Like a prehistoric fly trapped in amber during dinosaurs' days, airborne relics of Earth's earlier climate can end up trapped in glacial ice for eons. How do climate scientists turn those tiny relics into a story about Earth's ancient climate?
From reindeer to regional temperature patterns, from sea ice age to Greenland surface melt, the Arctic Report Card is a yearly assessment of the Arctic's physical and biological systems and how they are changing. This collection of visual highlights from the 2013 report is a story of the Arctic in pictures.
Since the early 1990s, annual atmospheric equivalent black carbon concentrations in the Arctic have decreased at the surface by as much as 55 percent—one of the few "good news" stories coming out of the region.
From record-low Arctic sea ice to the highest global sea level of the modern record, the 2012 State of the Climate report provides a complete rundown on the state of Earth's climate and how it is changing.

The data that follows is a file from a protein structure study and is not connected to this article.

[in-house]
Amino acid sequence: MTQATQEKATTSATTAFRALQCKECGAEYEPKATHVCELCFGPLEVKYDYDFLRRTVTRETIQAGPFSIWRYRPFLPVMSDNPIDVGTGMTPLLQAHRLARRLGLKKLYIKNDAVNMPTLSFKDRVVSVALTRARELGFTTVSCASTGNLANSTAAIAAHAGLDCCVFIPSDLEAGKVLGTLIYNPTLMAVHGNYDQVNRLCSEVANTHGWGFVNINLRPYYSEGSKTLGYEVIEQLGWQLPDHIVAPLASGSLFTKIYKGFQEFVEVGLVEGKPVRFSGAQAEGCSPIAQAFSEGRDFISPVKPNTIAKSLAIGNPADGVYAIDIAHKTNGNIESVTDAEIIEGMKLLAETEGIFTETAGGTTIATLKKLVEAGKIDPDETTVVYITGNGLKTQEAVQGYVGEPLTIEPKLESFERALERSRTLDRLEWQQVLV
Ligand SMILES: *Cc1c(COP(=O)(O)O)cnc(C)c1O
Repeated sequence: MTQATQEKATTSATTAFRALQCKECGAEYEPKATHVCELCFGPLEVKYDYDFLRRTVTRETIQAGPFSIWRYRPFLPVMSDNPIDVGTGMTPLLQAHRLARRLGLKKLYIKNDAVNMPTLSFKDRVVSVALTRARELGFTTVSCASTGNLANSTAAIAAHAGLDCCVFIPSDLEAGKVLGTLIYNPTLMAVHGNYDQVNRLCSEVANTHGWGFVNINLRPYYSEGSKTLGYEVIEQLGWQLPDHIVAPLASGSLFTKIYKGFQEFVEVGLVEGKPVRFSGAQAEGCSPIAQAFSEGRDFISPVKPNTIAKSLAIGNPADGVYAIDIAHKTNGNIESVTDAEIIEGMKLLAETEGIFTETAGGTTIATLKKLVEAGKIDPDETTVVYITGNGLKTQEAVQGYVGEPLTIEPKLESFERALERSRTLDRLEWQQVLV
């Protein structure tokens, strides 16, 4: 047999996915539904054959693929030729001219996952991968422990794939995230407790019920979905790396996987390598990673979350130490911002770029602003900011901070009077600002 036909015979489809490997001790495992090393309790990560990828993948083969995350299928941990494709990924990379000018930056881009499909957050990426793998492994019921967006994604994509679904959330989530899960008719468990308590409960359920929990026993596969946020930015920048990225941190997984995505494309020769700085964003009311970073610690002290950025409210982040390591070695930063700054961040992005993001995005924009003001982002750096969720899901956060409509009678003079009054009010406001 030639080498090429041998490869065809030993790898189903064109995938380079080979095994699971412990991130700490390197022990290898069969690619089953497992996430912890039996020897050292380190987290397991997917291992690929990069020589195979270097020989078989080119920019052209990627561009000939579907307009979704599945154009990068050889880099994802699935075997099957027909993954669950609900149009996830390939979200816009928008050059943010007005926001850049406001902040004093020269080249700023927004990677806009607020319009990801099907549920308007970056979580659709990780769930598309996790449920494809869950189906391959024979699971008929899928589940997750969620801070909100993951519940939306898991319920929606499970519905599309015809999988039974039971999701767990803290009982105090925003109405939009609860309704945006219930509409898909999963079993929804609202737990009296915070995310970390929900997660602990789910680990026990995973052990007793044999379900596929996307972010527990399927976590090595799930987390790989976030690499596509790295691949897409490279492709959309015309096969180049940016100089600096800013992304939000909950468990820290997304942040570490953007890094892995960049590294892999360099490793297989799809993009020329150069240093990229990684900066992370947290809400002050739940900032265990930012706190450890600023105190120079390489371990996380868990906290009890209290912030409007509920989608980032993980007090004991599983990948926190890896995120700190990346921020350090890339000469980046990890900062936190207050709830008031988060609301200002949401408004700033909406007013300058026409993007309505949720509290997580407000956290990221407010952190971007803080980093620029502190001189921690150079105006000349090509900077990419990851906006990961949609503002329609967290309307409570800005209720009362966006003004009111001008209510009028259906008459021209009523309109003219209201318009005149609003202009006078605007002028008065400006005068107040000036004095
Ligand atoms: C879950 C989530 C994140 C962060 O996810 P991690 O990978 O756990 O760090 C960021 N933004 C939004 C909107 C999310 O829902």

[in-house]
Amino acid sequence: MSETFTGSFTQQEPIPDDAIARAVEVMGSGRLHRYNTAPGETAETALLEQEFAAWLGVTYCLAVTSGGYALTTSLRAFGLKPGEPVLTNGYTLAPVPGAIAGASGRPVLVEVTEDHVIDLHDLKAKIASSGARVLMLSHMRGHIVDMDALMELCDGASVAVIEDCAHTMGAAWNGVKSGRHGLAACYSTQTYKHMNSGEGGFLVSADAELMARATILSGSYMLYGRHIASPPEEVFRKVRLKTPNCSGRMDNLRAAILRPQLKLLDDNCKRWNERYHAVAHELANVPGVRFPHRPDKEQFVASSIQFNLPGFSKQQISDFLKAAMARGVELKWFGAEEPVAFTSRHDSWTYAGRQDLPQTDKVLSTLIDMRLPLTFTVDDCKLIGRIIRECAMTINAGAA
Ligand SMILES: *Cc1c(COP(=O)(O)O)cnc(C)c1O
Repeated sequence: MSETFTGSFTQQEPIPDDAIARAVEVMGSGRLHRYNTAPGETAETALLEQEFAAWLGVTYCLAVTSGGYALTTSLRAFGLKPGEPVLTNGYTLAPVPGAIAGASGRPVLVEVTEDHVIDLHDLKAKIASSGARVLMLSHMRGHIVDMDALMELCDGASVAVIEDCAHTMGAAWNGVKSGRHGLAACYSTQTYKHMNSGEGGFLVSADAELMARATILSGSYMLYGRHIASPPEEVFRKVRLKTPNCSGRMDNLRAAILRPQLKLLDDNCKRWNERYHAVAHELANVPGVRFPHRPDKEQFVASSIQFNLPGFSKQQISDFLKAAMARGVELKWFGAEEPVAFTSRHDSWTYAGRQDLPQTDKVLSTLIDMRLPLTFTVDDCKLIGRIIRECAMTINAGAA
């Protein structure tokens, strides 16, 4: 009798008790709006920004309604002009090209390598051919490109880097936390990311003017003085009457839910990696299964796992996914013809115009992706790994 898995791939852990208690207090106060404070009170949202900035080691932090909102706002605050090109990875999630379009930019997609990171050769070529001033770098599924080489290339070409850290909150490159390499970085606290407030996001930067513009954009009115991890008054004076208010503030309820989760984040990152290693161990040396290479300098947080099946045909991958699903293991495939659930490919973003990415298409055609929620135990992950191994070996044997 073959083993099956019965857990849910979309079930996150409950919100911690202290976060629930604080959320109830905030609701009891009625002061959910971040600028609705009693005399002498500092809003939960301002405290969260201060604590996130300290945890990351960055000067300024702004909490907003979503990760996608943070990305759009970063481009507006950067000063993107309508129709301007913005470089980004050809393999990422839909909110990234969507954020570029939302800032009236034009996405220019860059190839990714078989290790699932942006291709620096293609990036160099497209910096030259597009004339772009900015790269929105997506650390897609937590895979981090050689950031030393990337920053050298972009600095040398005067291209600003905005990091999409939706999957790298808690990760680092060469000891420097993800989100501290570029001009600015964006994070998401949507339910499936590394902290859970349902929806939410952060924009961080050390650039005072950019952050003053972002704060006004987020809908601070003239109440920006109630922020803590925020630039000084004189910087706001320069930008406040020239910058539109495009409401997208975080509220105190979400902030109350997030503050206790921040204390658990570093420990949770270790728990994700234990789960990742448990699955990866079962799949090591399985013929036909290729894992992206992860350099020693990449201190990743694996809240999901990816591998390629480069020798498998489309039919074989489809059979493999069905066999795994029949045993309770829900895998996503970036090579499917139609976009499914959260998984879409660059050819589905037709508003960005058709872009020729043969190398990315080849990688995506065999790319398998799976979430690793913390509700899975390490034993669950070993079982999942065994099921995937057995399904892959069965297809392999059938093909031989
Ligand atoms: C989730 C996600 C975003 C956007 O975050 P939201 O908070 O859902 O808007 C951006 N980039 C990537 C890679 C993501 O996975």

NOAA scientists have documented a new impact of the increasingly thin blanket of Arctic sea ice: gases escaping from the thinner ice in spring are affecting air chemistry, reducing ground-level ozone, and likely increasing mercury contamination.
It is virtually certain our world will continue to warm over this century and beyond. The exact amount of warming that will occur in the coming century depends largely on the energy choices that we make now and in the next few decades.